September 26, 2007 in Sports

Lawsuit filed to keep Sonics from leaving

Gene Johnson Associated Press
 

SEATTLE – Seattle officials filed a lawsuit Monday to keep the SuperSonics from leaving town, saying the team’s profitability in much-maligned KeyArena “has less to do with KeyArena than perhaps the Sonics’ ability to defend the high pick-and-roll.”

The lawsuit was filed in King County Superior Court just a few days after new Sonics chairman Clay Bennett issued a demand for arbitration, seeking to buy out the remainder of the team’s lease unless an agreement on a new arena is reached by the end of next month. The complaint asks that a judge force the Sonics, the city’s oldest professional sports franchise, to stay through the end of the lease, in 2010.

Seattle City Attorney Tom Carr and former Republican U.S. Sen. Slade Gorton, the city’s legal big gun, said the issue is simple: In exchange for $74 million in renovations to the old Seattle Coliseum in the mid-1990s, the Sonics agreed to play all of their home games there through Sept. 30, 2010.

“The lease is 15 years. We didn’t agree to a 12- or 13-year lease term,” Carr said. “We simply ask that they keep that agreement.”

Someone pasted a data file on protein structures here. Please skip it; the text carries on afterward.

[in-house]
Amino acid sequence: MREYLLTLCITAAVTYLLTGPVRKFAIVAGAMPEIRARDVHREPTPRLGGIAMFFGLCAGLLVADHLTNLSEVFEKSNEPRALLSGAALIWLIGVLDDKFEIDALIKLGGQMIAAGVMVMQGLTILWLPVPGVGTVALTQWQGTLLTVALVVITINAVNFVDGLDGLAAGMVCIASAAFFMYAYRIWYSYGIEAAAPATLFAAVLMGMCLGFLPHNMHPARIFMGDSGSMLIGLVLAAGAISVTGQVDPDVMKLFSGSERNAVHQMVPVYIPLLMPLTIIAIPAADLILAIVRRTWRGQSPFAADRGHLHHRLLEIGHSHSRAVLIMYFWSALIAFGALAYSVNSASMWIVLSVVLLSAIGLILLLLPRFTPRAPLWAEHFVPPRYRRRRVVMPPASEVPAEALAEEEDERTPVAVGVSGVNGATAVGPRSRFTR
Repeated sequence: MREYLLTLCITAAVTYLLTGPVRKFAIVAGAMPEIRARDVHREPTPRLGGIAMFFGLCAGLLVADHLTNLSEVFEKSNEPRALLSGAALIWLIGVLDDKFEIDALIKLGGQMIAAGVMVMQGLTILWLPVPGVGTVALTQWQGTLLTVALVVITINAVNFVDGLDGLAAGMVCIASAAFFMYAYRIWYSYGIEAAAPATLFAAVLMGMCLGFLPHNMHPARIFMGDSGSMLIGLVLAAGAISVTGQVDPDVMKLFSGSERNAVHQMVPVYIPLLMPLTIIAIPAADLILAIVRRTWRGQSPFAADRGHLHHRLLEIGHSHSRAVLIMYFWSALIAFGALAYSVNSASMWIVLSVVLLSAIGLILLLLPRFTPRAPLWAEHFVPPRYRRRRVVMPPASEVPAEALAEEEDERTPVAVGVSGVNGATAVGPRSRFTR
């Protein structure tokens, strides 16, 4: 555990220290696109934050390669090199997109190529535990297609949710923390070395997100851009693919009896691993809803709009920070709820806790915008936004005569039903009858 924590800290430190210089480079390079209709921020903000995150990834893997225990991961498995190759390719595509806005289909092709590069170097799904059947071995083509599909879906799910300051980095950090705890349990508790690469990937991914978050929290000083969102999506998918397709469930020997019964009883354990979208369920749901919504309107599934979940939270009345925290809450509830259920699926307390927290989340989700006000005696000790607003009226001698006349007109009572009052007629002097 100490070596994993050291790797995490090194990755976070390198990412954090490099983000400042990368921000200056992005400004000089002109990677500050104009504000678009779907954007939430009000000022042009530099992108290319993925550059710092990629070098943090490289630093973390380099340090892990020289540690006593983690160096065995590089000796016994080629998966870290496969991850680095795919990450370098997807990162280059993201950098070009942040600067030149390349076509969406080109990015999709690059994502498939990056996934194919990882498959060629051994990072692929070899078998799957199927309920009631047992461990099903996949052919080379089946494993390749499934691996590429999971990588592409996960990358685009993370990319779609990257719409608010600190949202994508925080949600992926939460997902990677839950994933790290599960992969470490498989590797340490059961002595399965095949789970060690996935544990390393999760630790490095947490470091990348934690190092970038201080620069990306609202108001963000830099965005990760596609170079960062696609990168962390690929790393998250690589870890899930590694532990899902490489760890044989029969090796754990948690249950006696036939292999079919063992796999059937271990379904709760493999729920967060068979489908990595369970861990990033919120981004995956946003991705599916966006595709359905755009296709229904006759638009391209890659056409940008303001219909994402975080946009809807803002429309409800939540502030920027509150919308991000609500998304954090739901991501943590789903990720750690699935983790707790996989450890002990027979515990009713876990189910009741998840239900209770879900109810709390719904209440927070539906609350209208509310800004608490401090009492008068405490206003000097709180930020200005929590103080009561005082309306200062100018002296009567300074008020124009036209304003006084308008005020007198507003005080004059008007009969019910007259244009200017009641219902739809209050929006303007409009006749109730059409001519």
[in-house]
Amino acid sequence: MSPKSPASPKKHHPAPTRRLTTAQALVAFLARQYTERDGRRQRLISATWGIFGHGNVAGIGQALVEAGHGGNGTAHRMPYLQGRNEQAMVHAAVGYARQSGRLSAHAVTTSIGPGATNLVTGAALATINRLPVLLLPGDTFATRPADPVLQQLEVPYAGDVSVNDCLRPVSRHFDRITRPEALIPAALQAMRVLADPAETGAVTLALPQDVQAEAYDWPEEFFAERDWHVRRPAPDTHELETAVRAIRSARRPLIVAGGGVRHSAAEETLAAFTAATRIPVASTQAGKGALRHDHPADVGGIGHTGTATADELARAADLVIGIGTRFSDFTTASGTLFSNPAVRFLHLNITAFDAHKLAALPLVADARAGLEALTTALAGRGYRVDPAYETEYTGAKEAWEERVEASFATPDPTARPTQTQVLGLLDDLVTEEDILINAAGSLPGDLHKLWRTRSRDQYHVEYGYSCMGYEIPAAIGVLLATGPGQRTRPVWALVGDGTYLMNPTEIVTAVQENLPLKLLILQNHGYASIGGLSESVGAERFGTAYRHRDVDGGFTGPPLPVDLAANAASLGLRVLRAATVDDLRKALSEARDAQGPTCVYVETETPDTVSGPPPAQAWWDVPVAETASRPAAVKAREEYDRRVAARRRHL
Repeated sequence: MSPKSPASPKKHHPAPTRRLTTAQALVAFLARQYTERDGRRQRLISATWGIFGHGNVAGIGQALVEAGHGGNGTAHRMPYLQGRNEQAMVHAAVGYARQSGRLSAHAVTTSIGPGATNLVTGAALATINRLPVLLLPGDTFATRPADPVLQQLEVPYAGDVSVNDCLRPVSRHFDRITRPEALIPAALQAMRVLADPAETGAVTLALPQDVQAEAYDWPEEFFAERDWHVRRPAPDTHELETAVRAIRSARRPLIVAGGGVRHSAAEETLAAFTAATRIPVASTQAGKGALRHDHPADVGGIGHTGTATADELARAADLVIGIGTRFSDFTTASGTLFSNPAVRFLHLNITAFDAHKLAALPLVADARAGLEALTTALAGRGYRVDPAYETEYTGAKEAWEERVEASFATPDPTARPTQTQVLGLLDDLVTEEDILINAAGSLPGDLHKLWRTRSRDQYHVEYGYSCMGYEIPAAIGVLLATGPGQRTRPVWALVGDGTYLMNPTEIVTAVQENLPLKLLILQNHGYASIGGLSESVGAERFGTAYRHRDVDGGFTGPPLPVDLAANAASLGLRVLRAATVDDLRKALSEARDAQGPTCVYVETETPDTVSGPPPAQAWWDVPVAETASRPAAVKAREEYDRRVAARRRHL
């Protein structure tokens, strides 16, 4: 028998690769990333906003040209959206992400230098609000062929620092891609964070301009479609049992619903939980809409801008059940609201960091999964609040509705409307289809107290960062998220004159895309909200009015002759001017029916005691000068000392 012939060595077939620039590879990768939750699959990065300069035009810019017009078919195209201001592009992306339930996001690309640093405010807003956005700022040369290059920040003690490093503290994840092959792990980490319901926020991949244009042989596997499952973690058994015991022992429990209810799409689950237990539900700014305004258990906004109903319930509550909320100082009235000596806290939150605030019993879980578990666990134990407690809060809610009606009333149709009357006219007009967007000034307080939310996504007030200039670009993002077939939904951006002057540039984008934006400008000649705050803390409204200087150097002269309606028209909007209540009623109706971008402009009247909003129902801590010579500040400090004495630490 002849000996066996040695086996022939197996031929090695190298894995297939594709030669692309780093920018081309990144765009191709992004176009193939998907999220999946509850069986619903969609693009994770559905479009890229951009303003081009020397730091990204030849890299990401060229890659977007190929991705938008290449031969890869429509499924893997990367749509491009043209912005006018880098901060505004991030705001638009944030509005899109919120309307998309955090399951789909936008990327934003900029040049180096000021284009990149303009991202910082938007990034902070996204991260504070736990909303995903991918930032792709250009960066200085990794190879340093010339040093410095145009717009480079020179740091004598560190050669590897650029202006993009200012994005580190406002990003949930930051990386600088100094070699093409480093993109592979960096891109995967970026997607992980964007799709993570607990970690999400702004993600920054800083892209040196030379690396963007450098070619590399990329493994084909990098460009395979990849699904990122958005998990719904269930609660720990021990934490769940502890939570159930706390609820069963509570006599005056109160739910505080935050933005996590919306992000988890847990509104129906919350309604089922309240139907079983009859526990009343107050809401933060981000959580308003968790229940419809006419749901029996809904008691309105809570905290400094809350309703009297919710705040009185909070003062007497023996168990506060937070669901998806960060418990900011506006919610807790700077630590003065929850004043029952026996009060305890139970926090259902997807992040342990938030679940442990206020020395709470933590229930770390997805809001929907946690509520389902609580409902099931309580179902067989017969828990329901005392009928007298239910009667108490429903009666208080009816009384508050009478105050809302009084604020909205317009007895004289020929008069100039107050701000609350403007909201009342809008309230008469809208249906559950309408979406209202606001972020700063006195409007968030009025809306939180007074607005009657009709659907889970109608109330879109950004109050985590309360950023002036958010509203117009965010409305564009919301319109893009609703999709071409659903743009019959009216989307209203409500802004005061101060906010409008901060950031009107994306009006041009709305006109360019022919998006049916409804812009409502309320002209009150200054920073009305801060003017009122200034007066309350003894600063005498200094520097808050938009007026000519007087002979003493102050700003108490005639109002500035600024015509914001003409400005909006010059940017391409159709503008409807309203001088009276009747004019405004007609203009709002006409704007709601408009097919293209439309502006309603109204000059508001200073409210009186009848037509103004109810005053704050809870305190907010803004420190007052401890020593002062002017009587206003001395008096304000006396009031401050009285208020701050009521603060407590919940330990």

Bennett’s Oklahoma City-based ownership group bought the Sonics and the WNBA’s Seattle Storm for $350 million last year, and has insisted that the Sonics need a new, $500 million stadium.

Among the complaints are that KeyArena is the smallest venue in the league and that under the lease agreement the Sonics must turn over too much of their revenue to the city.

NBA commissioner David Stern has called the lease the worst for any team in the league.

The demand for arbitration states that the team has lost money every year since 1999 – more than $55 million in the last five years alone. It says that losses for the fiscal year ending Sunday will be more than $17 million.

Louie Richmond, a Seattle-based spokesman for Bennett, said he did not have any immediate comment on the lawsuit. Dan Mahoney, a spokesman in Oklahoma City, said, “We’re choosing not to comment on this.”

“I don’t think it’s been fully read yet. That’s all I can say,” Richmond said. “I take Mr. Bennett at his word. … The Sonics ownership’s goal is to get an arena built in Seattle. It always has been.”

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